One hundred firms make up AdvisorOne’s 2012 Top Wealth Managers, as measured by assets under management per client, with data as of 12/31/11.
Here we present a profile of the crème de la crème of the Top Wealth Managers—those 10 firms that topped the list in in our 2012 survey.
View the list of all 280 firms in our 2012 Top Wealth Managers survey.
Managing Partner Maria Chrin says that, when the partners of Circle Wealth Management all worked together at Goldman Sachs prior to founding the firm, they were in search of a model that would allow them to manage money well in an independent mode. “After years of doing due diligence,” she says, “we decided it didn’t exist and we created it ourselves.”
Partner Ann Kaplan adds that they did a “tremendous amount of research” on wealth management solutions. While they looked for a “holistic integrated model that took into account people’s social and emotional issues regarding money, taxes, and the human elements that go into the equation of how to best manage a portfolio for people,” they also wanted to combine that with the best way “to be informed about the market and money managers.”
It’s All About the Client
With regard to the model, several aspects have to do with understanding the client and addressing not just the client’s investment desires, but also the framework of investing.
“Instead of conservative, moderate or aggressive,” says Chrin, the model moves toward preservation of capital as one allocation, growing with some liquidity as a second and growing with less liquidity for long periods of time as another. She adds that this changed model is “driven by who the client is, where they are in life, and what goals they have for themselves and future generations.”
Clients are educated so that they take an active role in the process. Of course, the clients of Circle Wealth are already pretty well educated—and sophisticated; Kaplan points out that “about half were in the financial industry themselves, and the other half have interesting companies and interact with the business environment and society in general.” She adds, “Clients often bring interesting ideas themselves.”
In addition, the firm works with multiple custodians, private banks and products, always looking for the best deal for the client, who is its only source of income. And when looking at such investments as hedge funds and private equity, the firm’s strategy is to look at them across the asset class, to find the best vehicle providing access to an asset class, rather than as an alternative investment.
2008 ‘Got us on the map’
While for many financial firms 2008 was a year of difficulty and high stress, the situation was different for Circle Wealth, which launched at the end of 2006. Chrin explains, “One of our other partners had been very thoughtful about understanding the industry and banks in particular. She had really good insight on what was going on” when Bear Stearns fell, the mortgage mess began, and hedge funds were blowing up.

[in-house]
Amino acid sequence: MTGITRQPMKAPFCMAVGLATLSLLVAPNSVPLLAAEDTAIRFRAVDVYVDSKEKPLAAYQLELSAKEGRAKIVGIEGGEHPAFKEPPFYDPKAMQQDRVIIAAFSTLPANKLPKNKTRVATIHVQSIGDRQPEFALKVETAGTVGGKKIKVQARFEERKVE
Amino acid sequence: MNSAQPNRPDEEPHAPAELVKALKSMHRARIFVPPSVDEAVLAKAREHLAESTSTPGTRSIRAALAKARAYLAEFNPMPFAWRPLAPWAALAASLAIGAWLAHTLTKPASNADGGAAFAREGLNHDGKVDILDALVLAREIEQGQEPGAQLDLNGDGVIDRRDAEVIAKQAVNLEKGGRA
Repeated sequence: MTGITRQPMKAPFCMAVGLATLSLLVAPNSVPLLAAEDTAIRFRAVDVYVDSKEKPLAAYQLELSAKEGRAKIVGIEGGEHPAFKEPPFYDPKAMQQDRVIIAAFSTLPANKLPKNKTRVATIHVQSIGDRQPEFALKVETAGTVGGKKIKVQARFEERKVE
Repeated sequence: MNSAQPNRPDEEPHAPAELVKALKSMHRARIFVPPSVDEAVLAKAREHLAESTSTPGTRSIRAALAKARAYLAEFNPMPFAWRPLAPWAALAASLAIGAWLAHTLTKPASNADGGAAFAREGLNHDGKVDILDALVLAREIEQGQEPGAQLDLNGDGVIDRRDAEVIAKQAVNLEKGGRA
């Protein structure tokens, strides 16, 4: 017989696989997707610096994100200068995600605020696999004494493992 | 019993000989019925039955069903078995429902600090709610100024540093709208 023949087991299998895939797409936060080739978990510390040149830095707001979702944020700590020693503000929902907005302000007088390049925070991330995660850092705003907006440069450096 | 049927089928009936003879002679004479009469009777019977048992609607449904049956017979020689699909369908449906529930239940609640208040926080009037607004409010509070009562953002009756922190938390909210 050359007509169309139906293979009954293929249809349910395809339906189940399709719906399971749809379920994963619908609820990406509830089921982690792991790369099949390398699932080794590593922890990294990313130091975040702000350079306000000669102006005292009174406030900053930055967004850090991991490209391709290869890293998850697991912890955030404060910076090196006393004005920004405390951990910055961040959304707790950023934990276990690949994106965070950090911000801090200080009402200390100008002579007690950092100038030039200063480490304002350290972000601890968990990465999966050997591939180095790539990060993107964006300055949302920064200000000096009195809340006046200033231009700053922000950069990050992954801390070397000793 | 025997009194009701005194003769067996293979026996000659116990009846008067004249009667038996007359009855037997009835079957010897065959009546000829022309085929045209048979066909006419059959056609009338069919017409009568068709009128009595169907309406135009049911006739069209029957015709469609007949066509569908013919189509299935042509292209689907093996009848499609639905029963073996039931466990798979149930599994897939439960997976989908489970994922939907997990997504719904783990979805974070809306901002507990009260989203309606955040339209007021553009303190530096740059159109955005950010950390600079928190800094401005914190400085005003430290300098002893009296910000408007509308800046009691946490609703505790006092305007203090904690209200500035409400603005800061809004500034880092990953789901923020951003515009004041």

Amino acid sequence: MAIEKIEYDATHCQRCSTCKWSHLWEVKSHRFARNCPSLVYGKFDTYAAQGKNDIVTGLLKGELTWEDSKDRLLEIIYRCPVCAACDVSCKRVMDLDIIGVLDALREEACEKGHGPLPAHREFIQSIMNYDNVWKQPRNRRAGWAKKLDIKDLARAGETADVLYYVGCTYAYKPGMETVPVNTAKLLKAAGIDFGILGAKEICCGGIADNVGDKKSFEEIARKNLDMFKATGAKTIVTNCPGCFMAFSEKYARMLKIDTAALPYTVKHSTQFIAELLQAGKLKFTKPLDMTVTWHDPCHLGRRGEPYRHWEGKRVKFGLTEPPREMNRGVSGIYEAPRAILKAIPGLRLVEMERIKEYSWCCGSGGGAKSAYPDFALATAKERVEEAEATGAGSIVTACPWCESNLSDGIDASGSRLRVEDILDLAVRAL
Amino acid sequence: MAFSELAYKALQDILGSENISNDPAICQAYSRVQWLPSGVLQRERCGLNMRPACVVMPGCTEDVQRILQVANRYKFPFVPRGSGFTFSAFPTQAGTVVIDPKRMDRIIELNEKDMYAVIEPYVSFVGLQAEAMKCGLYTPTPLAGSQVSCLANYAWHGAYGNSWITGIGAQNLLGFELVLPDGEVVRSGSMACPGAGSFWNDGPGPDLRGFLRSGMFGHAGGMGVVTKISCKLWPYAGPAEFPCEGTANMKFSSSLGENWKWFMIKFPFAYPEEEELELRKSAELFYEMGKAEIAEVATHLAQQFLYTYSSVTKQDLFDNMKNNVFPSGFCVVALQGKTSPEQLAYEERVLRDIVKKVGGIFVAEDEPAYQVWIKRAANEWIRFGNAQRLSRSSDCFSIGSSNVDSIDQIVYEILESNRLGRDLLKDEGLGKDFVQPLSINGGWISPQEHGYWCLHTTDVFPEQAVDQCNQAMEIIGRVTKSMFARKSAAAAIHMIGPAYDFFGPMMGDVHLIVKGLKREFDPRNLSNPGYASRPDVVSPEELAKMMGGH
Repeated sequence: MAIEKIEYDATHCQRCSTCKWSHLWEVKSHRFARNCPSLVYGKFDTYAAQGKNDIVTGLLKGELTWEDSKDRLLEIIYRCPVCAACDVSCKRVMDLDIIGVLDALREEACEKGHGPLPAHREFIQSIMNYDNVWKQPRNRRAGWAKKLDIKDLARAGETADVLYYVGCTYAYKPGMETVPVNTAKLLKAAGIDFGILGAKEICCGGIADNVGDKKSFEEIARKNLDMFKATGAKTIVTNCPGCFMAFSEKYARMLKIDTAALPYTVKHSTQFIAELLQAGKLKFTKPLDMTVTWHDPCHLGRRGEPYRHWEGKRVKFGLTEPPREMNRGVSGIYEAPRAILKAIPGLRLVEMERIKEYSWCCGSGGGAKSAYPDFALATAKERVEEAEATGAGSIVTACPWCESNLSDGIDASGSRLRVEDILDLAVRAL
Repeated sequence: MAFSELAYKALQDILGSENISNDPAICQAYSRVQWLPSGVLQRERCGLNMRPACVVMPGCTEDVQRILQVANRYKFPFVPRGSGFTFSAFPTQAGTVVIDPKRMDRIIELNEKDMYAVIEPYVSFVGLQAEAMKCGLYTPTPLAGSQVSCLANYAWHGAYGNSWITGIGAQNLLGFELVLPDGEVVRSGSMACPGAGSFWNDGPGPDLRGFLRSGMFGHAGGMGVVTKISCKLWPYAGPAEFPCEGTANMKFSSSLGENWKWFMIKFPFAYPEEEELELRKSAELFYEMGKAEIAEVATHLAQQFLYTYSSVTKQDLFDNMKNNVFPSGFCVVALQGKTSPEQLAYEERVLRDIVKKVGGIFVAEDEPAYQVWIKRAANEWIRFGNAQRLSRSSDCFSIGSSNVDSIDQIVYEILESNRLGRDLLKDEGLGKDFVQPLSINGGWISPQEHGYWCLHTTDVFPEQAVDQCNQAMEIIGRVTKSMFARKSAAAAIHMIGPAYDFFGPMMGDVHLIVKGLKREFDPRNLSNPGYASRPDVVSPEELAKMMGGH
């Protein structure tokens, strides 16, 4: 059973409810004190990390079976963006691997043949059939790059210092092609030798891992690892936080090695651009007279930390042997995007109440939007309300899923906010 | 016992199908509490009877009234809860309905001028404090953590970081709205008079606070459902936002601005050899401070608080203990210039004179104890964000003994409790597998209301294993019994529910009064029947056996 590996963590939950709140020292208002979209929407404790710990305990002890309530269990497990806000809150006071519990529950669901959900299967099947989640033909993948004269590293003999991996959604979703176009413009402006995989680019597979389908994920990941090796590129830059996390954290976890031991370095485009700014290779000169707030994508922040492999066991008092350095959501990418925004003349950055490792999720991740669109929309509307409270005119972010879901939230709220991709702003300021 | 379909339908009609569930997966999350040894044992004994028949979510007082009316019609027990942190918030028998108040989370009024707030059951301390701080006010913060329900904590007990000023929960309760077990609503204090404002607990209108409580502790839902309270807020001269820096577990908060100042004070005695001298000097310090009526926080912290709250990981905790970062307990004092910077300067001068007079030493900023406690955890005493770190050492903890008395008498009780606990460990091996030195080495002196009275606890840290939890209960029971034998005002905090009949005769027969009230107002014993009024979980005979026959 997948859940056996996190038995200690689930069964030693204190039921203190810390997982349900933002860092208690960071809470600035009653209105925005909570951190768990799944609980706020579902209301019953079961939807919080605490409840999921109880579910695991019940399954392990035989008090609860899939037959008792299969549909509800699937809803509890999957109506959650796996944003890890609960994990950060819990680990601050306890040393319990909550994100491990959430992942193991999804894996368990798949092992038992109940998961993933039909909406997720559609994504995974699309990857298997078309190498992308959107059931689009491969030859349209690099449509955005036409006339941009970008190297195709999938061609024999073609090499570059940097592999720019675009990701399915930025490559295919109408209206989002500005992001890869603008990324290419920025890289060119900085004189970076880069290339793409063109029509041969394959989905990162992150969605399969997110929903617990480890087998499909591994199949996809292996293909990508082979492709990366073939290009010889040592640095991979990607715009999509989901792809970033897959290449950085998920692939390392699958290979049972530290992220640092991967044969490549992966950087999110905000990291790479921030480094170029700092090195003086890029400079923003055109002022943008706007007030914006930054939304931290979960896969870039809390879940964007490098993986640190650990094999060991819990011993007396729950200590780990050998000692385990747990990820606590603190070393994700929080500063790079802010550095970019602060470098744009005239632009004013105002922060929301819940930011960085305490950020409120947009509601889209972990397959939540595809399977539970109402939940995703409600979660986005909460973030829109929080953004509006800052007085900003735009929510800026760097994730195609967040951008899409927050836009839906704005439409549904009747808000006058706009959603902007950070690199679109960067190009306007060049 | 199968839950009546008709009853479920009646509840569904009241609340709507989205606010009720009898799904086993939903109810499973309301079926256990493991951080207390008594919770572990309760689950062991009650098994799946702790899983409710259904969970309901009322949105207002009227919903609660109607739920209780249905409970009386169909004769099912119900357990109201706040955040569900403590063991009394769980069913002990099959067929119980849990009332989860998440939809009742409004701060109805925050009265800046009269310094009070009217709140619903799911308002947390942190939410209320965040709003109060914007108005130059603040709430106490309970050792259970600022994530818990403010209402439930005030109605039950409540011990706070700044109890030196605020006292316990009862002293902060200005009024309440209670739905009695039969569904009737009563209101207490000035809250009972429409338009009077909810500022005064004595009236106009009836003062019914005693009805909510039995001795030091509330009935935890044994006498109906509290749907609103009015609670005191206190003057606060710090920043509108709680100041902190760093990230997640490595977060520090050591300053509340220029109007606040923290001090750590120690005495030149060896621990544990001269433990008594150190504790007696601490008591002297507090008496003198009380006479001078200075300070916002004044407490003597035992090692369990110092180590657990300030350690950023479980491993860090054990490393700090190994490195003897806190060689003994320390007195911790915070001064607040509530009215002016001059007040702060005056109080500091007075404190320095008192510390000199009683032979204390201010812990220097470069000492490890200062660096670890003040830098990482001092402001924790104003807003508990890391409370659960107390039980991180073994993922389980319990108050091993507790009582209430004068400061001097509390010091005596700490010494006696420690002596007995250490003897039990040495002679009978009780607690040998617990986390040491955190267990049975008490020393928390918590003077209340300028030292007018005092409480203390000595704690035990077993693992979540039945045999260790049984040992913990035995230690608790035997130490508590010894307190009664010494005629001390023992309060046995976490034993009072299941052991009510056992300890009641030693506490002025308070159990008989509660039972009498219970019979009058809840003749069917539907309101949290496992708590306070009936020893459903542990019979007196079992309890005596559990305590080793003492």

So in the summer of 2007, the firm’s first full year, it went out on a limb (at least in the perception of some of its clients) and said that, in order to preserve capital, clients should put 50% of their assets into cash and leave the other 50% invested.
Enhancing, Not Changing
So, while many firms may have changed their approach or their methods, Circle Wealth has not. Says Chrin, “We build, preserve and grow the wealth of our clients. We’ve actually not changed course, but enhanced what we did from day one.” She adds, “Ann [Kaplan] developed a macro framework that allows us to be in touch with what’s going on in the world to make sure we’re not reactive but proactive.”
Kaplan says the macro environment in 2008 demonstrated “how important the macro environment is. Fundamental values are being trumped by political decisions made by policymakers.” As a result, she continues, “We developed an asset allocation method based on macro views—to what extent do we think there might be a severe dislocation in a market, to where might we see good things.”
Circle Wealth has experienced organic growth since its inception, with every new client coming in as a referral from an existing client. The search for new staff works the same way, says Chrin; “Everyone thus far that has come in here has been either an acquaintance of someone in the firm or was referred highly by someone we knew. Confidentiality is such an important part of what we do,” she adds, “we can’t afford to bring in just anyone.”
And people drive the firm’s biggest concerns as well. While at other firms principals might stay up at night worrying about markets and investing, Chrin says, “What keeps us up at night is people—clients and the internal team. Markets? We know how to deal with markets. They’re unpredictable, volatile and through many years we’ve been dealing with them.”
She adds, “There’s always something that feels new, but we know how to deal with them and create portfolios to deal with market uncertainty. It’s part of the process we have in place. But people are our main concern. What else should we be thinking about? … People have the element that cannot be controlled.”
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